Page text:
Acute vegetative endocarditis caused by the diphtheria bacillus is of infrequent occurrence, the literature up to the present time containing reports of only six cases. The micro-organisms isolated in three of these cases had all the cultural and morphologic characteristics of Bacillus diphtheriae but did not produce a toxin in amounts sufficient to be lethal for guinea-pigs. In the other three cases reported the bacilli were characteristic of B. diphtheriae morphologically and culturally as well as in their lethal effect when broth cultures were injected into guinea-pigs.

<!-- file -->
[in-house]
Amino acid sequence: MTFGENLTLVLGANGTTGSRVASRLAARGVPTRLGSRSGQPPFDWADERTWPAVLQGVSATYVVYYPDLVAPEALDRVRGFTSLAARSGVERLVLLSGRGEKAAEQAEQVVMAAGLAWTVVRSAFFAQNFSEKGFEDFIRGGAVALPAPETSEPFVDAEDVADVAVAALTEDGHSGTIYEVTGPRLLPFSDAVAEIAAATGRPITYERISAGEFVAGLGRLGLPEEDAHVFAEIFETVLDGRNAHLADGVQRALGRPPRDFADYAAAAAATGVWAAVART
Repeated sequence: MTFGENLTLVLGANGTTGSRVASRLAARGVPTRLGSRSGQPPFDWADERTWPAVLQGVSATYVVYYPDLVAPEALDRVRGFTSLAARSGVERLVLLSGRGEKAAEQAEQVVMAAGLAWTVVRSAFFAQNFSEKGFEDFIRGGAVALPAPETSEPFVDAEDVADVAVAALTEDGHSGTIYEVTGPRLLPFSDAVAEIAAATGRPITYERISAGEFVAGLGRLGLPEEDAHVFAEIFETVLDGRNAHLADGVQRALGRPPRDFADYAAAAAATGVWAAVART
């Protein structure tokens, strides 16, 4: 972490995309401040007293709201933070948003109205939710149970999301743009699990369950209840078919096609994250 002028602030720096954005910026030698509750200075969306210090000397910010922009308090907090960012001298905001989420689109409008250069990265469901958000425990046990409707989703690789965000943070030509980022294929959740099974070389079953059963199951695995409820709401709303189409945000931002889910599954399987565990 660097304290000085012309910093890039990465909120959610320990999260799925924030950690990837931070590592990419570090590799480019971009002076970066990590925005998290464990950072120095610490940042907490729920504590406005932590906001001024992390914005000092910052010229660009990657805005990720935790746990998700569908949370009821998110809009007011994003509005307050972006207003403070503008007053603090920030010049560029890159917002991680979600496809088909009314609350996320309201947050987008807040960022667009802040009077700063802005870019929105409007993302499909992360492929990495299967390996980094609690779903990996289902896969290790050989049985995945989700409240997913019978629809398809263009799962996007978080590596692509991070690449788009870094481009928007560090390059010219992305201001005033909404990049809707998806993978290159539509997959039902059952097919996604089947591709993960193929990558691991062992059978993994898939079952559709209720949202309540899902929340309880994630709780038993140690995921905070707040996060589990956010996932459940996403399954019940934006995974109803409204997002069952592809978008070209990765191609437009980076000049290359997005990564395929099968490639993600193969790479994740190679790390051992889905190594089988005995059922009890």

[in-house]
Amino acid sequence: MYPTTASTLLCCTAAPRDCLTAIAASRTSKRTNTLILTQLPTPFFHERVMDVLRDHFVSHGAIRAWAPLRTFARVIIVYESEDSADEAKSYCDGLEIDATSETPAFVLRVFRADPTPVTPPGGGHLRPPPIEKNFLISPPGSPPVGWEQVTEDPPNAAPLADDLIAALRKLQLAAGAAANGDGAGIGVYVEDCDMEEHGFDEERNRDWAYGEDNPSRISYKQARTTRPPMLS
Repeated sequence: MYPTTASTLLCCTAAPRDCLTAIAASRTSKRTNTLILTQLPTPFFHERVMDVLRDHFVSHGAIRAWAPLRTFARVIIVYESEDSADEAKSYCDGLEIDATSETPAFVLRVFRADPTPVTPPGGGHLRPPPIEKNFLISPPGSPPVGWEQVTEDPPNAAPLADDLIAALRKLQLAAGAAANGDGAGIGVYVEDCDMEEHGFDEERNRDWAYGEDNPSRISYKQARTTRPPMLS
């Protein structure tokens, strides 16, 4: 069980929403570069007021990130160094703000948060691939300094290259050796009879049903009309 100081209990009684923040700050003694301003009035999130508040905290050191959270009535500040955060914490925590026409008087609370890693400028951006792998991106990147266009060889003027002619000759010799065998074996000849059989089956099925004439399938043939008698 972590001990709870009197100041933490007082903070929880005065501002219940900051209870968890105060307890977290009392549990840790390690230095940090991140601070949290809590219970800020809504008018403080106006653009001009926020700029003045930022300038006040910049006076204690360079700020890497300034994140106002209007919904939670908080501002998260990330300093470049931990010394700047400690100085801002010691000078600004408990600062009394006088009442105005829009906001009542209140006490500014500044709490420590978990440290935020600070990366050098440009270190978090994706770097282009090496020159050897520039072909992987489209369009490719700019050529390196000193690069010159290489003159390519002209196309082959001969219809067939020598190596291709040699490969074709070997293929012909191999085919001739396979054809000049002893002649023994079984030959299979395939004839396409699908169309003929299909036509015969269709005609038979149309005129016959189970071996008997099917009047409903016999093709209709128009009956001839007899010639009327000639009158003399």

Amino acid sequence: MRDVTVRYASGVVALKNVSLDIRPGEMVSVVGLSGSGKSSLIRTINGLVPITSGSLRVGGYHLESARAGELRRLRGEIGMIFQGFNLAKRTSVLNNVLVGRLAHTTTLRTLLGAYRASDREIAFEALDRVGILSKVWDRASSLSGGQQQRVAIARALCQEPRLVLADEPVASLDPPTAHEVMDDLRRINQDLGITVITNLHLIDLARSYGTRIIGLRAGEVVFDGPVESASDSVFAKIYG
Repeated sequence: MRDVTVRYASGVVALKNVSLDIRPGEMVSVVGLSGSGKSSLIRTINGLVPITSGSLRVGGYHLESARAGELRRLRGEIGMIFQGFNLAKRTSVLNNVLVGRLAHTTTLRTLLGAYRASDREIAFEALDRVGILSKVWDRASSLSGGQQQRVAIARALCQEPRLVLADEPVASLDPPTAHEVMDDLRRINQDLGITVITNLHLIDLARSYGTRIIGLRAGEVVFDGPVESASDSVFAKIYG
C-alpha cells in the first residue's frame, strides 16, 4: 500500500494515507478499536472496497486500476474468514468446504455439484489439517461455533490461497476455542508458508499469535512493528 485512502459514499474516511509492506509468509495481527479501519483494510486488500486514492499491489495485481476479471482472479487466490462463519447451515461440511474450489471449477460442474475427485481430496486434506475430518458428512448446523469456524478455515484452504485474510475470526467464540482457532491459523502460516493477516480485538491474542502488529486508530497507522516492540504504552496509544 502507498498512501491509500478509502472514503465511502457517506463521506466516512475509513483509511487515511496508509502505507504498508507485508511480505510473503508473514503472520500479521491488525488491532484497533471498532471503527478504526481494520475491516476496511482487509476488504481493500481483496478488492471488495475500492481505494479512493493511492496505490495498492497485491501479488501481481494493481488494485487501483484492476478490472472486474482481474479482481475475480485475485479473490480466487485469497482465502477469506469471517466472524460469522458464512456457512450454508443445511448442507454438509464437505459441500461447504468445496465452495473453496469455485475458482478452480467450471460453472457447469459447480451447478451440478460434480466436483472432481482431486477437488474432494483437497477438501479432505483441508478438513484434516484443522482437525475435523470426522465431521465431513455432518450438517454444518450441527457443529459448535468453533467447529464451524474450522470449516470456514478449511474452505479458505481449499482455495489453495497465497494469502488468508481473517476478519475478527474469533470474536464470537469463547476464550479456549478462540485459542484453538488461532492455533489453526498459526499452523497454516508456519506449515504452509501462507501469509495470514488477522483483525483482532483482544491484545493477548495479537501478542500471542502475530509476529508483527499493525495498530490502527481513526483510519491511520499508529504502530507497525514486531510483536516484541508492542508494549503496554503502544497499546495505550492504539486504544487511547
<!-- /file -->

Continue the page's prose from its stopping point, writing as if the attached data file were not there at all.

The nontoxic bacilli simulating B. diphtheriae were isolated at autopsy in the cases reported by Howard1 in 1893 and by Roosen-Runge2 in 1903 and 1925. Herzog3 in 1918 was the first to isolate a strain of B. diphtheriae from the blood in pure culture which was lethal for guinea-pigs when 1 cc. of a three day broth culture was inoculated